Linked by Thom Holwerda on Thu 19th May 2011 18:59 UTC, submitted by fran
Gnome Something's - once again - brewing within the GNOME project. While a mere suggestion for now, and by no means any form of official policy, influential voices within the GNOME project are arguing that GNOME should become a full-fledged Linux-based operating system, and that the desktop environment should drop support for other operating systems such as Solaris and the BSDs. I have a feeling this isn't going to go down well with many of our readers.
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RE[6]: Sad but inevitable
by toast88 on Sat 21st May 2011 11:10 UTC in reply to "RE[5]: Sad but inevitable"
toast88
Member since:
2009-09-23

"With FreeBSD still being stuck to sysinstall as their installers


You probably havent heard about sysinstall replacement called bsdinstall, here have a read:
http://wiki.freebsd.org/BSDInstall
"

No, I haven't. But from the link you provided it seems that bsdinstall is just supposed to be an intermediate solution. It's surely an improvement, but does it compare with the modern installers like debian-installer or anaconda provided on Linux?

Is it already used by default when I download and install a current stable release of FreeBSD? We're not talking about stuff which is still in the making but actually being used ;) .

"CVS as their primary revision control system, I am not surprised that they are so fiercely fighting any progress.

FreeBSD uses SVN for development since 2008.
"

Which isn't really an improvement over CVS for a large scale project like FreeBSD. I think most developers agree, that for really large projects which have many branches in the sources and lots of developers, a distributed RCS like git is a much better choice.

Adrian

Reply Parent Score: 1

RE[7]: Sad but inevitable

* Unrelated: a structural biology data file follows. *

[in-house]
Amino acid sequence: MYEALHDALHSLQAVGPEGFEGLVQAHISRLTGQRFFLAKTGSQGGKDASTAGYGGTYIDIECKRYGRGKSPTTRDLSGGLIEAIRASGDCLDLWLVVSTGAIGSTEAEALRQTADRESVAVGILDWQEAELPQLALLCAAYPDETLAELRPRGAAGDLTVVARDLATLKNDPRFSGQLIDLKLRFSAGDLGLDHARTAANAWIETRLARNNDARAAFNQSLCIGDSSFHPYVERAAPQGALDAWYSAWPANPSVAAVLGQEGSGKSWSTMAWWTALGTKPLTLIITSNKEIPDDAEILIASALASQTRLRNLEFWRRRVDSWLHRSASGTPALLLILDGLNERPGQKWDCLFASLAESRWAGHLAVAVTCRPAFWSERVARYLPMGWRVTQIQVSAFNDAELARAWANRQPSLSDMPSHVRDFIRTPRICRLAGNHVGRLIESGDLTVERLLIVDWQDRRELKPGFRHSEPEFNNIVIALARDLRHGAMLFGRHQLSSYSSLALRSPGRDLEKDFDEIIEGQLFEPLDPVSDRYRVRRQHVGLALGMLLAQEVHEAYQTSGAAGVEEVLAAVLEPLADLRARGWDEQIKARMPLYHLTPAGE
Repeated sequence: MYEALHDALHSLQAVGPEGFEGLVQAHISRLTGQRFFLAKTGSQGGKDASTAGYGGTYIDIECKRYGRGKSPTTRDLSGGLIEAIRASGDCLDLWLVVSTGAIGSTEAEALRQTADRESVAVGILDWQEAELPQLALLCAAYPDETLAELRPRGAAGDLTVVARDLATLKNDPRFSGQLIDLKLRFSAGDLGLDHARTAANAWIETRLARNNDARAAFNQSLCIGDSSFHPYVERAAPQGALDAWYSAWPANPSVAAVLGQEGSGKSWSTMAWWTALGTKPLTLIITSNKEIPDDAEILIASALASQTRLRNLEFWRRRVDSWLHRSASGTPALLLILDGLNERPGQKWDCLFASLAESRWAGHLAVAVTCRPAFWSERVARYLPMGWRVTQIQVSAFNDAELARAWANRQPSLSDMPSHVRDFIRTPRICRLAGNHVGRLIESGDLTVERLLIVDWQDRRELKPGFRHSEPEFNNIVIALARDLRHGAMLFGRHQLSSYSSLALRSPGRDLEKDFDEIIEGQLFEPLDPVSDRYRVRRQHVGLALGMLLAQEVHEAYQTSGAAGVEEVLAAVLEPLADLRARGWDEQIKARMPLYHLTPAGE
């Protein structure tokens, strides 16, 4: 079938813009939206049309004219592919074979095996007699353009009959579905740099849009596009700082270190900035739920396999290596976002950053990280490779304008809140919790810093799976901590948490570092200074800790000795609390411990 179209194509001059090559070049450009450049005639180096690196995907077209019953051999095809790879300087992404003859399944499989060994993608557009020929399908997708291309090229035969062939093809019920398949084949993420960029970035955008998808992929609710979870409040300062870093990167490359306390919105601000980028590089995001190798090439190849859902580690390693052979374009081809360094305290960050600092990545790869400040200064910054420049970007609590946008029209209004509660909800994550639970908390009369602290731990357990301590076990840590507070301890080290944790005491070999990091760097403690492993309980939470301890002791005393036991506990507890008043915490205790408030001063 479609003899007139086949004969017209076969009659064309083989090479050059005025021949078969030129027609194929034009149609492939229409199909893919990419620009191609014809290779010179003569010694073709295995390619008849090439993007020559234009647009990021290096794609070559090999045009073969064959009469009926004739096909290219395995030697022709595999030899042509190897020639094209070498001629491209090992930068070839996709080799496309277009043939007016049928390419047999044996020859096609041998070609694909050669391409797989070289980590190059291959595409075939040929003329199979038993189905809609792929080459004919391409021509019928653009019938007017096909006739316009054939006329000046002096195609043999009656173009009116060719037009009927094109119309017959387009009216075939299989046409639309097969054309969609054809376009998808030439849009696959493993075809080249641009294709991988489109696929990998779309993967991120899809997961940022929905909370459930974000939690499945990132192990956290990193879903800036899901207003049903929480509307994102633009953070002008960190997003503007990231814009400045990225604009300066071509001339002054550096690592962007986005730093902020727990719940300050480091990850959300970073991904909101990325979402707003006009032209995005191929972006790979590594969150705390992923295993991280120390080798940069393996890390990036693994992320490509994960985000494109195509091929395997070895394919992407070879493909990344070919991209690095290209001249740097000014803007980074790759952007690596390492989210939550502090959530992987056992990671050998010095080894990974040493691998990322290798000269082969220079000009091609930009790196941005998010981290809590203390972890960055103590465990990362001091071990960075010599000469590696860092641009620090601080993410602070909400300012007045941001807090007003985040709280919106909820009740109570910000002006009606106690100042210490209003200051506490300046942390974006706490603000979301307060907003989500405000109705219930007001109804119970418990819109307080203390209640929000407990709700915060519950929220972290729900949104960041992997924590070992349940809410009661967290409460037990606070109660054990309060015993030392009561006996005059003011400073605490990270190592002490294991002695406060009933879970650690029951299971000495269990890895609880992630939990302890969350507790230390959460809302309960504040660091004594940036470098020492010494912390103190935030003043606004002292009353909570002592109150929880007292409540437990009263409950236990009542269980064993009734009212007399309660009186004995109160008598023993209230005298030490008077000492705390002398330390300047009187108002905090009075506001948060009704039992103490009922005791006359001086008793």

by vermaden on Sat 21st May 2011 12:39 in reply to "RE[6]: Sad but inevitable"
vermaden Member since:
2006-11-18

No, I haven't. But from the link you provided it seems that bsdinstall is just supposed to be an intermediate solution. It's surely an improvement, but does it compare with the modern installers like debian-installer or anaconda provided on Linux?


Yes, its temporary sollution, there is work in progres to provide 'fully capable' installer.

Talking 'modern installer' I assume that You want a graphical (QT/GTK) installer that a definite newbie will be able to click-out the install process, there is also such installer for FreeBSD, the PC-BSD installer (http://pcbsd.org) written in QT adn it alows You to install PC-BSD and if You do not need all preconfigured stuff, it also allows You to install PLAIN FREEBSD version.

The PC-BSD installer uses pc-sysinstall as a backend (which is set of created POSIX sh(1) shell scripts) and frontend is in QT, the 'complete' goal of text/curses based FreeBSD installer is to use that backend for the installer.

Is it already used by default when I download and install a current stable release of FreeBSD? We're not talking about stuff which is still in the making but actually being used ;) .

Its already in snapshot builds for the 9-CURRENT FreeBSD, the installer is planend for 9.0-RELEASE which will happen somewhere between 2011/06 and 2011/09 probably.

Which isn't really an improvement over CVS for a large scale project like FreeBSD. I think most developers agree, that for really large projects which have many branches in the sources and lots of developers, a distributed RCS like git is a much better choice.